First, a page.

“A lot of vendors want to help and they can’t write a check, but they can give an in-kind donation,” Whittington said. “We take the money we would have paid for that and put it in the pot.”

In April, Grammer displayed the truck in Atlanta and Whittington got to meet some of the people the donation will help.

“One woman, a Marine, was just so grateful, but she dedicated a lot of her life to make us free, so we look at it as our way of thanking her,” Whittington said.

It’s not the first time Grammer Industries has decorated a trailer in support of a cause.

In 2010, the company added a bright pink breast cancer awareness trailer to its fleet. A portion of the sales from the propane pumped through the trailer was contributed to the American Breast Cancer Foundation’s “Fuel for Hope” campaign.

McKeand and Joey Runnels, a MTC sales representative, came up with the idea and Whittington suggested pink trailers. MTC actually built two of the pink trailers and the other was sold to a Virginia company.

“I just didn’t know if a truck driver would want to pull a pink trailer,” Whittington said. “We use a lot of owner operators along with company drivers, but when we put it together the response was just unbelievable. We still get phone calls and cards from people talking about how impressed they are with it.”

McKeand, who has been with Grammer since 1988, said the response to the Wounded Warriors trailer also has been overwhelming.

When returning from Canton, Ohio, McKeand said a driver’s fascination bordered on dangerous.

“He passed me on the driver’s side, crossed over in front of me, then slowed down and went clear down the passenger side and back up the driver’s side, taking a video,” McKeand said. “It’s been amazing, the response we get just driving down the road.”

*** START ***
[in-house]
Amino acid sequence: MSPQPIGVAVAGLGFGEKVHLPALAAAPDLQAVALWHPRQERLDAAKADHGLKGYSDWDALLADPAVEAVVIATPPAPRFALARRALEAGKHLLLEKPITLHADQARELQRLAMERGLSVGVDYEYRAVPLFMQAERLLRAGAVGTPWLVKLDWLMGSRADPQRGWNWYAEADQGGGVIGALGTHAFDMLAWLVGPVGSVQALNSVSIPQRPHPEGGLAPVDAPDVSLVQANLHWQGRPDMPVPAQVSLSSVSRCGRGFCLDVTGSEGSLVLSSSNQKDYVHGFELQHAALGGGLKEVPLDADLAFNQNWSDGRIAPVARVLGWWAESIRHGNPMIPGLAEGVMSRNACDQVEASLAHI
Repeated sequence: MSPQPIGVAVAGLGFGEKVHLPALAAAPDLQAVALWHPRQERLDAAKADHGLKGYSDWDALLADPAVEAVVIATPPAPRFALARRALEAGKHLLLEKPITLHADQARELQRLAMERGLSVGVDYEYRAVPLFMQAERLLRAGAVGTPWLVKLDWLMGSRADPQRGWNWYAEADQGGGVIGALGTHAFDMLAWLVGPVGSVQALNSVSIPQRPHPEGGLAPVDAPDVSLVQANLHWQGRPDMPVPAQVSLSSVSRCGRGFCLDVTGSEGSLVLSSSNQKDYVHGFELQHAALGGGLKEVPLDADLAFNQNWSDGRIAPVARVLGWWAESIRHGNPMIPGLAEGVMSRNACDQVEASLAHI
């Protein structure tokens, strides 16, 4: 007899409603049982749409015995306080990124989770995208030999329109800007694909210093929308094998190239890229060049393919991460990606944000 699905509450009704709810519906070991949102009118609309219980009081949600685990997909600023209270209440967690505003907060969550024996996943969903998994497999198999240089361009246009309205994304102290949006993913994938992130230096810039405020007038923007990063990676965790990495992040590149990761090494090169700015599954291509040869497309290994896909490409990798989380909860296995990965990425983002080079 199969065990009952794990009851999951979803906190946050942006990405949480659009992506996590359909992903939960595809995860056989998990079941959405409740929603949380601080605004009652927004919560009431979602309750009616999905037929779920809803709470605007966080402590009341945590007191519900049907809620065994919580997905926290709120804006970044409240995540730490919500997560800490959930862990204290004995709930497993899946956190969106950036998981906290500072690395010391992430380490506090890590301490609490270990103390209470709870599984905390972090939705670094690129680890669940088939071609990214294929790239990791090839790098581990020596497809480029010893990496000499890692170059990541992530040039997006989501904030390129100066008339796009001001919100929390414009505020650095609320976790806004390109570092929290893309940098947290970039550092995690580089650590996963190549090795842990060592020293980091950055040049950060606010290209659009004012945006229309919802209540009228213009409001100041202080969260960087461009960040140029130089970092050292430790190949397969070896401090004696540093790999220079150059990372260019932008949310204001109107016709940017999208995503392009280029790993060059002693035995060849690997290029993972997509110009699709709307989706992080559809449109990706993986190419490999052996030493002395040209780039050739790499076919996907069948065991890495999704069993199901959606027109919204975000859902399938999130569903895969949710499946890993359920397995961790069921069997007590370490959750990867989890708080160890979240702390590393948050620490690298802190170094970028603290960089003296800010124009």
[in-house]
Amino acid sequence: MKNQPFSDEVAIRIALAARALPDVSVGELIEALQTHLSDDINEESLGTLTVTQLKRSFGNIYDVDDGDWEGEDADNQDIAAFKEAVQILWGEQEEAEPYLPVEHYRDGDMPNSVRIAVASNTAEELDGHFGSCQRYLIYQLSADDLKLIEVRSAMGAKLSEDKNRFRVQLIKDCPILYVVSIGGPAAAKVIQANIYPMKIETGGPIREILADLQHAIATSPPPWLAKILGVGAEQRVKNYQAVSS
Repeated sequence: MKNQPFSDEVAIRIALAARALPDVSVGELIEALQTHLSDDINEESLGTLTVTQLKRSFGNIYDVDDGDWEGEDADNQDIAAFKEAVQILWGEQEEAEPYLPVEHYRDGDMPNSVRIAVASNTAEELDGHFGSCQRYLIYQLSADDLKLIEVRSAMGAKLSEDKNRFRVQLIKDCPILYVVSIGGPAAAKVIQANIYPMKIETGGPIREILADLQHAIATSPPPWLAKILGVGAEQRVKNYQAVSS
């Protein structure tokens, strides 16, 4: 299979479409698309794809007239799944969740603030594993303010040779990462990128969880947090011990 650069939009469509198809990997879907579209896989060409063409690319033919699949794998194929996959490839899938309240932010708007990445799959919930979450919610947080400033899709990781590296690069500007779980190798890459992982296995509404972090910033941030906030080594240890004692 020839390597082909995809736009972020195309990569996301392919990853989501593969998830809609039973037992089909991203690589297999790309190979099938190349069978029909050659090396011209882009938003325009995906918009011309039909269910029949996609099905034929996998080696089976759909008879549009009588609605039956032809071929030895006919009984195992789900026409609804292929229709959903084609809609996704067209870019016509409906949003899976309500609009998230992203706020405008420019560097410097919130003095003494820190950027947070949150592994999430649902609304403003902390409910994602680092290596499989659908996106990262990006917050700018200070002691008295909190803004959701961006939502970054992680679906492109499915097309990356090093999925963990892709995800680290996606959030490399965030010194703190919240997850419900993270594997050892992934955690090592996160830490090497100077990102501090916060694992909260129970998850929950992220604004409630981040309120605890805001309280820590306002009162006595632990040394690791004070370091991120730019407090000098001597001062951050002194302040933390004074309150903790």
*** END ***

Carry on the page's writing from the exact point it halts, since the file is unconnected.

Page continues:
John Roxland, senior major and planning gifts officer for the Shepherd Center Foundation, said the SHARE Military Initiative treats between 40 and 50 patients per year. Military insurance, he says, covers less than half of the cost.

“The patient numbers fluctuate depending on how long they are in the program, but a gift of $250,000 is an incredible amount and a couple months worth of funding for the program, so we are very appreciative,” Roxland said. “It’s that kind of support that has enabled us to sustain this program over the past six years and going into the future.”

The Wounded Warrior truck and tanker will not be put into service right away because Grammer has received a lot of requests to showcase it, but in the fall it will become part of the fleet.

The truck will be at the FairOaks Mall in June for the WKKG Truck Show and 4H Fashion Revue, and in Celina, Ohio, for that city’s Independence Day celebration.

“We’re trying to let it be and it doesn’t have any LP gas in it, but it’s a pretty sizable investment to just display,” Whittington said. “But we believe if we give this we will receive so much back from a personal standpoint.”